- The resolution of computers is well below overheads and slides.
- More time is required to get familiar with equipment.
- More equipment is needed.
- It is hard to write on the screen.
Common Hardware and Software
• The common items needed for presentations are listed below.
Computer - You are likely to take your own laptop computer, or try to use one that is made available. Using your own normally reduces software problems, but getting it to work in a new place can be troublesome. If you use somebody-else’s computer you need to get your presentation slides there. It is a good idea to take a separate mouse to plug in to notebooks. The touchpads and other laptop ‘mice’ can be hard to use in presentation settings.
Data Projector - If possible get a high quality data projector that will connect to your computer. If this is not possible, use an LCD panel on an overhead projector, this will appear a bit dark. Worst case use a computer to TV converter, this will be the least expensive, but the graphic quality is very poor. Your slide fonts and images will need to be 50-100% larger.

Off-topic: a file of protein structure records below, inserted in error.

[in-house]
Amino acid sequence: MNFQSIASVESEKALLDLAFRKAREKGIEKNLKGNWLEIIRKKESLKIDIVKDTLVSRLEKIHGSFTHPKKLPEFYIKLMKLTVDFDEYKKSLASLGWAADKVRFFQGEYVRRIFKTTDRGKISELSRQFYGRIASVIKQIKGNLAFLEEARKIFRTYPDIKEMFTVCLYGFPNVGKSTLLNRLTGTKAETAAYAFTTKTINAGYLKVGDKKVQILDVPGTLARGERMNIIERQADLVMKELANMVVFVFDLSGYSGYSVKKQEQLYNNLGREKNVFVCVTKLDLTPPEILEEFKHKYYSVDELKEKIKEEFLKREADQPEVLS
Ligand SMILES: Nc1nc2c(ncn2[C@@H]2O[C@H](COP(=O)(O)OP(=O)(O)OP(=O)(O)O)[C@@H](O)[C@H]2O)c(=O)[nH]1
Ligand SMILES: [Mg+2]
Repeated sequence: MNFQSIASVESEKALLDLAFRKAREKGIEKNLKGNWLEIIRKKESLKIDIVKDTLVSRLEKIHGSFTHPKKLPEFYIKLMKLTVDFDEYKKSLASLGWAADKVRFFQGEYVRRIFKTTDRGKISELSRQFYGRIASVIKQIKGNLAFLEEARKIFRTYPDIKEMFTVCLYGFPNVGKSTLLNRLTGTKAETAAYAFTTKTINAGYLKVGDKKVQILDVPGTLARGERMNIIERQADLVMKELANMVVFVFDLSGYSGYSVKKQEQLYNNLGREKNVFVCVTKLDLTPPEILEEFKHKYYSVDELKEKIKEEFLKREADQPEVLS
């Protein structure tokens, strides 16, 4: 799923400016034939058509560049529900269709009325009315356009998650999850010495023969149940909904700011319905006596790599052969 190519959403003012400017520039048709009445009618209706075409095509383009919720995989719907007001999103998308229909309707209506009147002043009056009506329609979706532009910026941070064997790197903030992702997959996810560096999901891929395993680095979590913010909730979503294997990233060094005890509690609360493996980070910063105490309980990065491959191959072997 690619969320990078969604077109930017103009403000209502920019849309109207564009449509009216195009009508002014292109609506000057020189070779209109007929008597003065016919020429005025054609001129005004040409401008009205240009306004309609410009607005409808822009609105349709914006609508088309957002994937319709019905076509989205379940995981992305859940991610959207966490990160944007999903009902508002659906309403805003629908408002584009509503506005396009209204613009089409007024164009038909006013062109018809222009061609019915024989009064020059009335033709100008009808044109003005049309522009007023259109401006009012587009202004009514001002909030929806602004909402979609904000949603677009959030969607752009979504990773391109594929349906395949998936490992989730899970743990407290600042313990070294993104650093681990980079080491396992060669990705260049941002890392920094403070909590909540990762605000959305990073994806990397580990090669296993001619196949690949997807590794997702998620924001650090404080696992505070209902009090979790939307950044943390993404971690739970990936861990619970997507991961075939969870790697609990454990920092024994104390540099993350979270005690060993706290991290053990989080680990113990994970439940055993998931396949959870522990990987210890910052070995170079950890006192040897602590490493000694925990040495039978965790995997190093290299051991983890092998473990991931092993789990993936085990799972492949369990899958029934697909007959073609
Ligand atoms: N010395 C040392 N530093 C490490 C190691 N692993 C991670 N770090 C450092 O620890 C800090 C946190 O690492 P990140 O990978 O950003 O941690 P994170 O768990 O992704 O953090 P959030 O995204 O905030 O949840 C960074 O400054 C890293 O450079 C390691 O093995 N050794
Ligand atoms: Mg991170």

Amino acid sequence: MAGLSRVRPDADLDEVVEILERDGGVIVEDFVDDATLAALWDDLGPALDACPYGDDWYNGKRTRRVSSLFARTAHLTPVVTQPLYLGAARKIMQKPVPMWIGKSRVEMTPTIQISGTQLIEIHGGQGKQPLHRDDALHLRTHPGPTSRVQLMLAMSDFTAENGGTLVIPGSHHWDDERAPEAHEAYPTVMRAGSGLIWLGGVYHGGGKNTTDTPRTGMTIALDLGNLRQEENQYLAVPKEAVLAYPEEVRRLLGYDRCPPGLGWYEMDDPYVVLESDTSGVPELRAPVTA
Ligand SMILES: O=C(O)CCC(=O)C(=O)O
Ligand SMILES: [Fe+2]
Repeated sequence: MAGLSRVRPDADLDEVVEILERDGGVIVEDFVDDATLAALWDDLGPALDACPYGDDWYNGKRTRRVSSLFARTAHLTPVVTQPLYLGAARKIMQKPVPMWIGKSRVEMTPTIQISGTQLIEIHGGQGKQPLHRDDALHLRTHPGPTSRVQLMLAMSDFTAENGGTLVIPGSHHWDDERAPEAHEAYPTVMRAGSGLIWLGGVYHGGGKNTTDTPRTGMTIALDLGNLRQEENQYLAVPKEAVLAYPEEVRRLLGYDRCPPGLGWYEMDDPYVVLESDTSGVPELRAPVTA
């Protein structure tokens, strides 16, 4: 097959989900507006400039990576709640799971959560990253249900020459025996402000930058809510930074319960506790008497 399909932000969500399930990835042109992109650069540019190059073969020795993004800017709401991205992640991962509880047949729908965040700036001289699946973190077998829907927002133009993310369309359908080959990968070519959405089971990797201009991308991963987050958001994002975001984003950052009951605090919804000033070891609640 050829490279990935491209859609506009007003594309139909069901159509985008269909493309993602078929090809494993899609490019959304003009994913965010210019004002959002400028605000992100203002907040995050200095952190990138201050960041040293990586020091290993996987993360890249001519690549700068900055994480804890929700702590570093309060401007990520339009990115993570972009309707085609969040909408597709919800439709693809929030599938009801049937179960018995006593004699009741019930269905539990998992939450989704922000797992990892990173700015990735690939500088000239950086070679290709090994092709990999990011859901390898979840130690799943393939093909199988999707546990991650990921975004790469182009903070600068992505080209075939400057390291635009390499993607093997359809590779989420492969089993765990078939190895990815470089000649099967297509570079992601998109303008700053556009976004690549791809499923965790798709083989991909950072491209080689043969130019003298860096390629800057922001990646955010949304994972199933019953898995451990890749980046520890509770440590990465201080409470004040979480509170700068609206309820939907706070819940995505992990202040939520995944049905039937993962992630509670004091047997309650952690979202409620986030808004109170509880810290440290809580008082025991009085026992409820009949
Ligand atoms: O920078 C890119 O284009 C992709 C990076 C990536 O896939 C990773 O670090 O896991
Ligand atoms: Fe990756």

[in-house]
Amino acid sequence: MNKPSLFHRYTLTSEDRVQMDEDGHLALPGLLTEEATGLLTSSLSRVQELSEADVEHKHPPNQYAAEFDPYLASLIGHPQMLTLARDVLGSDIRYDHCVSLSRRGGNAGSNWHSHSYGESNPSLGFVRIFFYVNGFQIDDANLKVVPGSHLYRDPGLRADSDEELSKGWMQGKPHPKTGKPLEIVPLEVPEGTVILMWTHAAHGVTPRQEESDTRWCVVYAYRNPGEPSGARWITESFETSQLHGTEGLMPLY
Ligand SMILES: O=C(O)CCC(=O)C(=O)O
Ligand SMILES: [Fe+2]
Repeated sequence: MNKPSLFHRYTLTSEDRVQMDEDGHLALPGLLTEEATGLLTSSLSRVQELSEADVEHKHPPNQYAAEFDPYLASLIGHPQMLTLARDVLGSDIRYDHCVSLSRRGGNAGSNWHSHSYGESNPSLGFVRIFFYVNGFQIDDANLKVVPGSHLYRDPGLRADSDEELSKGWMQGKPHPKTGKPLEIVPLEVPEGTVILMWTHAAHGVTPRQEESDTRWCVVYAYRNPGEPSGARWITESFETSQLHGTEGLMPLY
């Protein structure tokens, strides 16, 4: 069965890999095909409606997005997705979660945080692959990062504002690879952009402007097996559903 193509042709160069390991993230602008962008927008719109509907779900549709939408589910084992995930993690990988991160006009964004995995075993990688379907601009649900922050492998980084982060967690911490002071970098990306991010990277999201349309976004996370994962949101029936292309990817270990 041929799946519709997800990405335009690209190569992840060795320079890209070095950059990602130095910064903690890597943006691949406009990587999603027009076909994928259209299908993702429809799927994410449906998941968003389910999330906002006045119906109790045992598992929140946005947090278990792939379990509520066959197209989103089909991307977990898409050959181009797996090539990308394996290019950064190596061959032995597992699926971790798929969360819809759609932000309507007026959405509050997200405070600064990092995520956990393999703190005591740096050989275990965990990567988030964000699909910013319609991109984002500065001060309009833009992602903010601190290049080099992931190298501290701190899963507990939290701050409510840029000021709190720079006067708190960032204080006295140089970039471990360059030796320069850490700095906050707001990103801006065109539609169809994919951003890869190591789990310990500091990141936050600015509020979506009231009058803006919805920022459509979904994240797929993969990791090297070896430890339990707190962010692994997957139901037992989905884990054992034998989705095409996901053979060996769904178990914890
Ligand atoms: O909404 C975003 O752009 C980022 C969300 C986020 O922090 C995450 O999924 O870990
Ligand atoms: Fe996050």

Presentation Software - Powerpoint is one of the most common packages. It generally tends to be stable, but some of the keystrokes can get lost in a presentation.
• The following software/hardware will be sometimes used for presentations.
Word Processor/Publishing Software - You may opt to convert your presentation to HTML or PDF. Most packages support these formats. I use Adobe Framemaker, although Microsoft word is a popular choice, and free alternatives exist such as Star Office (www.stardivision.com). The word processor typically needs to be able to include equations, and figures.